EHPro Bachelor Nano Review
Our EHPro Bachelor Nano review puts the new RTA through it’s paces. The device offers an intuitive building platform and a well-designed top-filling system, but how does it perform? Can it compete with its larger sibling?
0/50 User Reviews »
- Excellent top-filling design.
- Postless deck.
- Big wicking ports make setting up really easy.
- Under-coil adjustable airflow.
- Liquid flow control means you can access the deck without emptying the tank.
- Fantastic vapor production and flavor.
- Pre-wrapped coils included.
- Priced at $31.
- Great option for a first RTA or for something to use out of the house.
- 2 ml tank may be a bit small for some.
- Some minor leaking issues.
- Screws for the connection points are a little hard to work with.
- Only supports single coil builds.
EHPro Bachelor Nano Review
EHPro may have made a name for itself by producing some solid clones, but they’ve come a long way since then. With a growing line-up of original products, they’re moving forwards in the industry, and their RTAs like the Bachelor and the Billow quickly gained a lot of support from vapers. The Bachelor Nano is the latest addition to their line-up, offering all of the key features of the original Bachelor, but with the tank shrunk down to a 2 ml capacity. If you’re looking for a stand-out RTA and you like to change flavors regularly, the tank holds a lot of appeal, but is it really all it’s cracked up to be? We’ve tested the tank for our EHPro Bachelor Nano review to find out.
The Bachelor Nano was provided to us for the purposes of this review by Heaven Gifts. As always, the review will be a completely honest appraisal of the device.
What You Get
The Bachelor Nano comes in a basic box, with an outer sleeve bearing a picture of the device and little else, and inside your tank and accessories sit in a foam block with two sections cut out. There’s a very small manual, a bag containing O-rings, two larger seals for the top and bottom of the tank, a couple of spare screws and an Allen key, a spare glass tube for the tank, and a couple of pre-wrapped and pre-wicked coils contained in individual packets, with one nickel and one kanthal option. This is everything you need from a tank and more, and the pre-wrapped coils are a nice addition for anybody first getting into rebuilding.
The tank takes its design from the full-sized Bachelor, but everything is a bit shorter and fatter. It has a uniform 23 mm diameter, aside from the ring at the bottom of the tank section used to adjust the liquid flow control, and my version is the stainless steel option (it’s also available in black). The tank measures 62.5 mm (just under 2 and a half inches) tall (including the 510 connection and drip tip), making it about 11 mm shorter than the original version.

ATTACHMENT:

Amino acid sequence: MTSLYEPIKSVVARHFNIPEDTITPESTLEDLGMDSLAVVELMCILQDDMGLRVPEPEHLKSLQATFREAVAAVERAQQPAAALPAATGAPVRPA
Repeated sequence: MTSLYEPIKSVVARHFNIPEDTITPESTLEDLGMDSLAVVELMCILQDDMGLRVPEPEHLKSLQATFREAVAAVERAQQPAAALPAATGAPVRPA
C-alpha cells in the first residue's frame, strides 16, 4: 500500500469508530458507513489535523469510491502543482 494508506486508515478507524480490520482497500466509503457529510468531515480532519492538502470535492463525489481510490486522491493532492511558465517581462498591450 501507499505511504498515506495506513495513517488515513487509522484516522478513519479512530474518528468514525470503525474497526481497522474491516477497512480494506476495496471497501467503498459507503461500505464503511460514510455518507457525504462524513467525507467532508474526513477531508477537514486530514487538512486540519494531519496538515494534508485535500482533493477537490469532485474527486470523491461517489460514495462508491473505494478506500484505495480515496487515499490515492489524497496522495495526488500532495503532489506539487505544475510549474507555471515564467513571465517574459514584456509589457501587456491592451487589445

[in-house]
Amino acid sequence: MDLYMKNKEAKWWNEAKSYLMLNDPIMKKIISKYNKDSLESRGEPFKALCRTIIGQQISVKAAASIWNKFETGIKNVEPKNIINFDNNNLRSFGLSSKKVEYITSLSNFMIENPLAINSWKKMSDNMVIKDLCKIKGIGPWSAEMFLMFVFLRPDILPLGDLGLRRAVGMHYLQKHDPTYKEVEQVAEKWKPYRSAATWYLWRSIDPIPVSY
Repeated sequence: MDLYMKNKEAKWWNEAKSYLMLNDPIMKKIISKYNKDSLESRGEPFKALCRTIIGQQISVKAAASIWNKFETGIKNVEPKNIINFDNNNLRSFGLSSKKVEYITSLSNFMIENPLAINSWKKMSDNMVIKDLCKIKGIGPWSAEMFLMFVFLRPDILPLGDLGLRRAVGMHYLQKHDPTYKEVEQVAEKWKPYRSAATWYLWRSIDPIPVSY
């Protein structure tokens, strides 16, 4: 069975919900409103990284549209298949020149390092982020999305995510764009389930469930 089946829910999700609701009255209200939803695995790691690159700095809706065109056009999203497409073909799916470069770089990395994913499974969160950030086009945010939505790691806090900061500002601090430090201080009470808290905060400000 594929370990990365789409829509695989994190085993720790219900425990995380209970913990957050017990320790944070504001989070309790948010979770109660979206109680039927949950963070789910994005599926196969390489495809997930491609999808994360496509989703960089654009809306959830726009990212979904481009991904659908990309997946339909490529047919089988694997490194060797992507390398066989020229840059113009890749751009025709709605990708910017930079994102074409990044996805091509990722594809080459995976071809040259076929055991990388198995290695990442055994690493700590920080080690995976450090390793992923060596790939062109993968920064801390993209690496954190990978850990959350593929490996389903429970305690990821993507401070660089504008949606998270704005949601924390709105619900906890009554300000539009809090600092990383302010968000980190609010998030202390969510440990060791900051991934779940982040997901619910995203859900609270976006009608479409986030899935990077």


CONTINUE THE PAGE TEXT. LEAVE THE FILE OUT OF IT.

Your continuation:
Overall, the appearance is great: it’s bare aside from the word “Bachelor” printed on the top metallic section and an “o<—->c” mark on the liquid control ring to show you which way to turn it. The same open-close diagram is on the top of the device, too, but when it’s sitting atop your mod, the two on the face are the only ones that impact the overall look.
The top-filling setup is the most useful design feature on a day-to-day basis. The top of the tank is fixed with a screw at the back so the top can be twisted off to the side without disconnecting the whole cap, revealing the center tube and a white ring of rubber with two holes in for refilling. This is taken directly from the older model, but it’s an excellent design feature nonetheless: you don’t have to find somewhere to set the cap down when you’re refilling, which makes it a great device for using out of the house.
The very bottom of the tank is occupied by an airflow control ring, which uses the standard slot style, with a metallic stopper on the inside to limit its movement. With two airflow slots on opposite sides of the tank, and measuring about 2 by 10 mm each, there are plenty of options to tailor the airflow to your liking.
The device itself comes apart in the way you’d expect, with the tank section screwing off to reveal the deck section. This is set up for single-coil builds, with two holes in the deck for you to connect up your coils, an big airflow hole in the center and a circular wall of metal surrounding the whole thing, with two sizeable slots cut out for your wick. The tank section has a large, conical top for the chamber and a short, thinner tube leading up to the mouthpiece.
Overall, the design of the Bachelor Nano does everything you need it to, and although space for dual coil builds would be good, the result – particularly with the top-filling design – is still excellent.
Ease of Rebuilding
As an RTA, how easy it is to put together a coil and set up the Bachelor Nano is a vital consideration. The device makes a great building platform, overall, with the simple layout and the in-deck connection points taking a lot of the difficulty out of connecting up a coil in the limited space of an RTA deck.
After you’ve wrapped your coil – or just removed one of the pre-made ones from it’s packaging – connecting up is really very simple. The legs of your coil go in the two holes on either side of the big airflow hole, which are opened up by two tiny screws accessible from the side of the deck. Using the included Allen key, you unscrew these two small screws, insert the legs of your coil in the two holes and then tighten the screws back down. The holes for your coil legs may seem a bit small, but they’re big enough for Clapton wire and lower-gauge Kanthal, so the size is unlikely to be an issue.